-- Rob Simmelkjaer on ABC's "Good Morning America" online edition, Jan. 12
"Miller's independent streak is deeply ingrained. He was raised in New Hampshire where his parents built a mountain home without electricity or indoor plumbing and home-schooled their son Now, his remarks have gotten him in hot water, and he should make amends If anyone knows how to get up from a reckless spill, it's Bode Miller."
-- Editorial, Denver Post, Jan. 12
"Tell me, please, why anyone would go before millions of viewers and brag about being 'wasted' in the start gate? Brag about wins and an unconventional style, or about an interesting upbringing, but racing while drunk? What he failed to address is whether or not he won while intoxicated. My guess is he didn't win. Miller has had his share of poor showings. As reigning downhill champion, he hasn't won a race this season."
-- Ray Grass, Deseret Morning News, Jan. 12
"American skier Bode Miller may have tons of talent on the slopes, but he's boorish and a bad example off them. By boasting about skiing while drunk, he has violated a tenet of the U.S. Olympics team -- to represent his country and his sport honorably ... Miller is a role model to young men who love extreme sports, so be prepared for more stories about kids skateboarding while drunk, snowboarding while drunk or just being ridiculously drunk."
-- Editorial, Tampa Tribune, Jan. 12
"Thanks, Bode. There's a seriously bored portion of America that might tune in to your races because you might be drunk. Meanwhile, the rest of us will just sit here, ashamed that the best American skier to come along in years has just committed PR suicide."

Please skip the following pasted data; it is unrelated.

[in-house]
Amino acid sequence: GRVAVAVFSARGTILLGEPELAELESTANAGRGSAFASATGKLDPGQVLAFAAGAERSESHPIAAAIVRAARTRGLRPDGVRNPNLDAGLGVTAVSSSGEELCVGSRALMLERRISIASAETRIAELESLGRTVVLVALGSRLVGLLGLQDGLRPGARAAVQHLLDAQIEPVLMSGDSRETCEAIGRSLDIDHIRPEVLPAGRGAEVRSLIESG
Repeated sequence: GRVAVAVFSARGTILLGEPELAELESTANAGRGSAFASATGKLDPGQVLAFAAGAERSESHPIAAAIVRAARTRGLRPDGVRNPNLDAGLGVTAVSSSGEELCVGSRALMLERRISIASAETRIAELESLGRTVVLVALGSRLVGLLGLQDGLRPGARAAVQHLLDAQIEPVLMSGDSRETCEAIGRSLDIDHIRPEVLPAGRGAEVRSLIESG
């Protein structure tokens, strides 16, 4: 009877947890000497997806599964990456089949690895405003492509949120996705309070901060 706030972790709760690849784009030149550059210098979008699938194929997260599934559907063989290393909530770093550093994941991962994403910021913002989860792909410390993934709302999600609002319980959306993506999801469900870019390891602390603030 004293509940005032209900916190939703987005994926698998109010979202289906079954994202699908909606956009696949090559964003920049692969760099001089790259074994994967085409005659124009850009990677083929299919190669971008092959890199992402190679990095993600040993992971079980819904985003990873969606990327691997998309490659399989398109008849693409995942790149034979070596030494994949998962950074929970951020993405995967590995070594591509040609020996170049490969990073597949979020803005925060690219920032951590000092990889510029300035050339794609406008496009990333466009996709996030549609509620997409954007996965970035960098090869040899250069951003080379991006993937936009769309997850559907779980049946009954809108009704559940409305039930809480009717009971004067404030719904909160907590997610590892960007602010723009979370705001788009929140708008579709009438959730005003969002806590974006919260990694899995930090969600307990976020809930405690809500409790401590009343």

-- J.P. Hoornstra, Vallejo Times-Herald, Jan. 15
"I think it's one of those things where he really didn't realize the magnitude of his comments this isn't a great message to send kids. And I think he realizes that now."
-- Mike Wise, sports columnist for the Washington Post, on CNN's "Reliable Sources," Jan. 29
-- Joe DiMento
Oops, she won't do it again: Britney Spears' mothering skills have been widely and harshly criticized since she was snapped by paparazzi driving with her baby on her lap Tuesday, but she hasn't helped her cause with the way she has handled the press attention since. After first blaming the paparazzi hordes for possibly impairing her judgment, she has now offered up an apology, sort of. "It's kind of like I made a mistake and so it is what is, I guess," she told Access Hollywood in an interview (QuickTime) during Mariah Carey's post-Grammys bash in Hollywood. "Being put in the situation that I was in, it was kind of bad with the paparazzi," she went on to explain. "Last week, my mom and me went out and they were on us really bad, so it's just, you do instinctively what you need to do." (Access Hollywood)